"HtB - Shared equity scheme whereby Government guarantee up to 20% of cost of new build property, interest free for 5 years, repayable on sale. Up to £600,000 on a new build property, comes into effect from 1st April 2013. Not available in Scotland but £266 million earmarked for Scotland if the Scottish Government wants to apply it to a similar scheme."

Taken from:

http://www.mov8realestate.com/blog/item/145-budget-2013-help-to-buy-scheme-what-does-it-mean-for-the-property-market-in-scotland.html#.UXvZ54Ly8mk

I've no idea if the £266M offer is being taken up. Anyone?

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AFAIU HtB doesn't apply in Scotland:

"HtB - Shared equity scheme whereby Government guarantee up to 20% of cost of new build property, interest free for 5 years, repayable on sale. Up to £600,000 on a new build property, comes into effect from 1st April 2013. Not available in Scotland but £266 million earmarked for Scotland if the Scottish Government wants to apply it to a similar scheme."

Taken from:

http://www.mov8reale...ml#.UXvZ54Ly8mk

I've no idea if the £266M offer is being taken up. Anyone?

you just made me very happy

Looks like that is the current equity schema for new builds only, the mortgage guarentee scheme is uk wide when it starts in January.

My link

Edited by hirop

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I bought over winter (my preferred time for house hunting as everything is still on from spring but with less viewers (Edinburgh, 3% stamp duty). I got 20% off the (absurd) home report valuation and ended up paying a little less than my first rejected offer. House had been on for ages.

The bad news though is that over spring, many of the houses I'd considered way over-priced and which had been on the market more than a year have sold. Not sure yet at what prices but compared to the last year or two, there does seem to be more activity. Note that this is 3% stamp duty threshold houses I am referring to. I'm quite relieved that I managed to buy at the price I did. I have little doubt that some of these current buyers are going to face real problems when interest rates go up, but that hardly helps those trying to buy at present. Obviously I now need to make sure I am not one of those statistics.

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I now find myself in the odd position of being able to do either of these choices, one with mortgage one without, and with "help to sell" kicking off in january I probably need to take long hard look at the situation. One thing I fear is BTL spivs getting into the house market with their new cheap FLS money, I hope they remain distracted by city-centre rabbit hutch flats.

Why does everybody make such a big deal about the chancellors 'free kick'?

It's a 5 year interest free loan on part of the deposit. Hardly incentive for 'smart' folk to risk taking on more debt, especially in Scotland.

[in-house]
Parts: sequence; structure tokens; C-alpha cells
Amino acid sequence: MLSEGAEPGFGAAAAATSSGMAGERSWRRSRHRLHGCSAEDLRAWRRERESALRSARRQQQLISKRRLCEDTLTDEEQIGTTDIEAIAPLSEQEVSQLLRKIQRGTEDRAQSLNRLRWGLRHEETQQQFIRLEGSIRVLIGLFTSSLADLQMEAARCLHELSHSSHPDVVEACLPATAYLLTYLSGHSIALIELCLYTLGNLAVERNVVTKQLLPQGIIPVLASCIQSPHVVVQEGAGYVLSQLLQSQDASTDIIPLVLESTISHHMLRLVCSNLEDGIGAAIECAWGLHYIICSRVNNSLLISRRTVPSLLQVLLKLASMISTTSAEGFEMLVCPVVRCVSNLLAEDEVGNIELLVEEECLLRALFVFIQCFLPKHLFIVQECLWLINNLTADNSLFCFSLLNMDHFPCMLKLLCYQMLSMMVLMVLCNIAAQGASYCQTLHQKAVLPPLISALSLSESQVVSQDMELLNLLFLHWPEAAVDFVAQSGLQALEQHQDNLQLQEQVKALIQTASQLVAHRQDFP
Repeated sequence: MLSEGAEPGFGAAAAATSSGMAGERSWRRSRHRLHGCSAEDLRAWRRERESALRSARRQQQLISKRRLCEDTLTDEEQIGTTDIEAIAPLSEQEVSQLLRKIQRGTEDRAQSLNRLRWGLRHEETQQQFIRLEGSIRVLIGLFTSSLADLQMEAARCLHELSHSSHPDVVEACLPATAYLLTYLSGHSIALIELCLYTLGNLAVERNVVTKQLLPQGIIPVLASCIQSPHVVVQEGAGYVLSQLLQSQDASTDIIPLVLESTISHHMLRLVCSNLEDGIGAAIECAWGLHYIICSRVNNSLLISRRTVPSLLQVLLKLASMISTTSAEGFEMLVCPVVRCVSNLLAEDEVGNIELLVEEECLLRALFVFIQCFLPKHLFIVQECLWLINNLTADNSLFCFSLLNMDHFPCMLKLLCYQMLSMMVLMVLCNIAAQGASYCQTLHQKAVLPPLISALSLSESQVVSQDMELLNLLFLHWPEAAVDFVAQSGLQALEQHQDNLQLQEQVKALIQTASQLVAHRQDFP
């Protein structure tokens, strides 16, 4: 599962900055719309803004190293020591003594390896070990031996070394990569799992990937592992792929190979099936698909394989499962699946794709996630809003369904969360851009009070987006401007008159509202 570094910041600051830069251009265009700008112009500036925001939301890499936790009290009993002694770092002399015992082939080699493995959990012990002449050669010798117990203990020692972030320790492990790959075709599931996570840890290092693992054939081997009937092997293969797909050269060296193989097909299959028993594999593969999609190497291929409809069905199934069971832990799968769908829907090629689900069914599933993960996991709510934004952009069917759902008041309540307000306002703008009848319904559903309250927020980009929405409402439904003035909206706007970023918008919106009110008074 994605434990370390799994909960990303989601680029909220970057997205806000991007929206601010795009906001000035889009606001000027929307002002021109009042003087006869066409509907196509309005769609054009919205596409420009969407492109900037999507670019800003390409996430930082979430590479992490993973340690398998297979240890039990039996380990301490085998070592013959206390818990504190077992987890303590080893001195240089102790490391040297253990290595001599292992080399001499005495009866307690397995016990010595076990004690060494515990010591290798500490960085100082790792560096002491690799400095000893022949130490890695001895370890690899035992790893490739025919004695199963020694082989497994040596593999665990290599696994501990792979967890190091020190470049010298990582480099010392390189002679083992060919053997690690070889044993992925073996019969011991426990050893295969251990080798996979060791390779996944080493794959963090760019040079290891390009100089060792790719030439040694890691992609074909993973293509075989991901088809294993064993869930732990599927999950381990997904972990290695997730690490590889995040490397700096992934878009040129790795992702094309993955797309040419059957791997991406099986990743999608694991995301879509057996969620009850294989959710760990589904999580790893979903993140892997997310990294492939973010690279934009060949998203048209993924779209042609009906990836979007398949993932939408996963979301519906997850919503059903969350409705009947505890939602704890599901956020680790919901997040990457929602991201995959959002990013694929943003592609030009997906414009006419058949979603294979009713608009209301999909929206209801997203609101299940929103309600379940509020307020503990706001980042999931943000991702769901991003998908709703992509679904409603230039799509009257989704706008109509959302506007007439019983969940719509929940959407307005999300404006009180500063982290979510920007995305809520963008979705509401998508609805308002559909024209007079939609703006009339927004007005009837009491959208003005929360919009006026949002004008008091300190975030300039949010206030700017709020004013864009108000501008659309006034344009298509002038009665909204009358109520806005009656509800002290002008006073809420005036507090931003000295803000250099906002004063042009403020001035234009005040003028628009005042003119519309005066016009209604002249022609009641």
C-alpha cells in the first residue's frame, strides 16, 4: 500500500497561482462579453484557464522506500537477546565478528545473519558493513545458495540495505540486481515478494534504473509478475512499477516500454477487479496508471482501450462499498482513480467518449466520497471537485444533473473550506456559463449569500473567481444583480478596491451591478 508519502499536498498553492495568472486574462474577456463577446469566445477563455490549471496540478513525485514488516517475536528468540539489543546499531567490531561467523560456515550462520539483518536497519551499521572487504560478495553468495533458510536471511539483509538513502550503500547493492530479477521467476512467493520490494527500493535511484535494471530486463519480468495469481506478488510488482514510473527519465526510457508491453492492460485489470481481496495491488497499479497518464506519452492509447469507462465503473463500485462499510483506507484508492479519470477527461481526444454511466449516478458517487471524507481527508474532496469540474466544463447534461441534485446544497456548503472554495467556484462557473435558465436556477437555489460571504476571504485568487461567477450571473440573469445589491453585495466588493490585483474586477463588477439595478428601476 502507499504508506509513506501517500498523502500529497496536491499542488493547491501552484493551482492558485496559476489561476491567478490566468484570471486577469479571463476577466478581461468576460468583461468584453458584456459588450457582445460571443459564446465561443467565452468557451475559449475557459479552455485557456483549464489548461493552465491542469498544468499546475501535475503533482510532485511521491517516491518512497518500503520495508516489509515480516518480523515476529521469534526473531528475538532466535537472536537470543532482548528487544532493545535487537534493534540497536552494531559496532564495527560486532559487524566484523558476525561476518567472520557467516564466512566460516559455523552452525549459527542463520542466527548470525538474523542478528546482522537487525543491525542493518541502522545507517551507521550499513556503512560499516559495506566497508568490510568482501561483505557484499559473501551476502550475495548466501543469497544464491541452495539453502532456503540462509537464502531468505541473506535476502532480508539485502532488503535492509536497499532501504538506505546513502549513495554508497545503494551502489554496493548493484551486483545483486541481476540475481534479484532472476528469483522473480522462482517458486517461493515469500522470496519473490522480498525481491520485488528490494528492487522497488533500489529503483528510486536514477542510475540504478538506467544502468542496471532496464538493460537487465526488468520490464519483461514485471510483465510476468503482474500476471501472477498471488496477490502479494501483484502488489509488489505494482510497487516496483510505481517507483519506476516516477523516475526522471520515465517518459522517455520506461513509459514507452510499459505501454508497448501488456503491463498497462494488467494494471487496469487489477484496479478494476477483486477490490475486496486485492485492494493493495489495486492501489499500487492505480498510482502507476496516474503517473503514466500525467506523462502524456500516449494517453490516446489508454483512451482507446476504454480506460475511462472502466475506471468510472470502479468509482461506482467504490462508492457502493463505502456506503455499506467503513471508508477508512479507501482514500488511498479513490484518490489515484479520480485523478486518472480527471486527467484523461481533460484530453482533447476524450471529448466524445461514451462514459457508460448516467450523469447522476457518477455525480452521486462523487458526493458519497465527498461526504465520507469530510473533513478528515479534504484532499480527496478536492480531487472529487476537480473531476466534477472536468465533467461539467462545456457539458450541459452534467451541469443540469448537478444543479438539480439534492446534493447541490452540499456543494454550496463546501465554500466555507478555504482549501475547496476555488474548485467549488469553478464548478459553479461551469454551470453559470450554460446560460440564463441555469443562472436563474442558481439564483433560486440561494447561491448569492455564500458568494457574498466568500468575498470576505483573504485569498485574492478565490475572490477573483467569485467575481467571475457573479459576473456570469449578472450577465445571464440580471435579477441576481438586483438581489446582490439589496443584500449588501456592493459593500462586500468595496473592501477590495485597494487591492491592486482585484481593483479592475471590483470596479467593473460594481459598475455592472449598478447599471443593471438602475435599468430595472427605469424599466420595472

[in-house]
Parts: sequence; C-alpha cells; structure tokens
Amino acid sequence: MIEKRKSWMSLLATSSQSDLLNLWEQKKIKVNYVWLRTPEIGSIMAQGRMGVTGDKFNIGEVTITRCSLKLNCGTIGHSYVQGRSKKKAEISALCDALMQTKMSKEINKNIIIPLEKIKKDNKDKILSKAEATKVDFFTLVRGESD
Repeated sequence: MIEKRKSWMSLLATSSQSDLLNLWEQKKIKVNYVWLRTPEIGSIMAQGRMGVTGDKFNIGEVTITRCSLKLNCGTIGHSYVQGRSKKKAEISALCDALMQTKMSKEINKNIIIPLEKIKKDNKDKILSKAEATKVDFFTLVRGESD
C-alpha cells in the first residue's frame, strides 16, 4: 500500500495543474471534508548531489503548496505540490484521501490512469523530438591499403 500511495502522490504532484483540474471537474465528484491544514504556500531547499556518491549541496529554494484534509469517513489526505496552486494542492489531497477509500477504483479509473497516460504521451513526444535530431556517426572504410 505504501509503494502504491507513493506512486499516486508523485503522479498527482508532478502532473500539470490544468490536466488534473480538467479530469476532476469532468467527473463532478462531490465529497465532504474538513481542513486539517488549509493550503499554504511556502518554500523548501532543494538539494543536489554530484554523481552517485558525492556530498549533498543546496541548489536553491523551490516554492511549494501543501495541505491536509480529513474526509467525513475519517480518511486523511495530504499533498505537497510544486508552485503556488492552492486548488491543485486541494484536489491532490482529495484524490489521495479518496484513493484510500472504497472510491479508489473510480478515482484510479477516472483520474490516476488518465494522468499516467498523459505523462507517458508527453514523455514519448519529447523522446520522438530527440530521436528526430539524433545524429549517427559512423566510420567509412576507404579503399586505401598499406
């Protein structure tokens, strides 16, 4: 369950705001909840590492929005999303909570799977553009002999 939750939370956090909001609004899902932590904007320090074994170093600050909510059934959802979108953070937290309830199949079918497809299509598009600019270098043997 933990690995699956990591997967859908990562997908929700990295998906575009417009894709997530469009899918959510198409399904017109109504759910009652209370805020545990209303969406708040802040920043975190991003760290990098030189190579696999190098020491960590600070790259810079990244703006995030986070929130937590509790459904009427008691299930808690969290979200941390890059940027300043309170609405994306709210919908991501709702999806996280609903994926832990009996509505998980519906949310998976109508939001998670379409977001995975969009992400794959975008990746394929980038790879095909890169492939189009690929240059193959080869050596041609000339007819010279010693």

You still have to stump a 5% deposit, which was the high end of the normal for BTLr's, pre-crash. But this time around you get whacked with the remaining 15%, plus interest!

Terms are not better, they are worse.

Plus with poor interest rates at 20% deposits, big up front fee's, most folk still can't afford.

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Prompted by a report in Edinburgh's Evening News (http://www.housepricecrash.co.uk/forum/index.php?showtopic=70013&view=findpost&p=909315326) I had a look at the Registers of Scotland website, and it turns out that they have detailed quarterly statistics for the last few years here:

http://www.ros.gov.uk/public/news/quarterly_statistics.html

Kind of interesting, but it's difficult to come to any firm conclusions. They do have archived results going back about 5 years though, so it might be worth seeing how things have changed in that period.

Edited by Scunnered

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Why does everybody make such a big deal about the chancellors 'free kick'?

It's a 5 year interest free loan on part of the deposit. Hardly incentive for 'smart' folk to risk taking on more debt, especially in Scotland.

You still have to stump a 5% deposit, which was the high end of the normal for BTLr's, pre-crash. But this time around you get whacked with the remaining 15%, plus interest!

Terms are not better, they are worse.

Plus with poor interest rates at 20% deposits, big up front fee's, most folk still can't afford.

It's not making a big deal of it. it's acknowledging it's going to happen and it means there is a new card on the table to be assessed. none of us know how it will play out yet. it will probably be like all the other schemes and be as much use as a **** flavoured lollipop, but it might just create a small bounce that is enough to knock us all back 18 months before normal downward service resumes.

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Hi guys, long time reader, 1st time poster...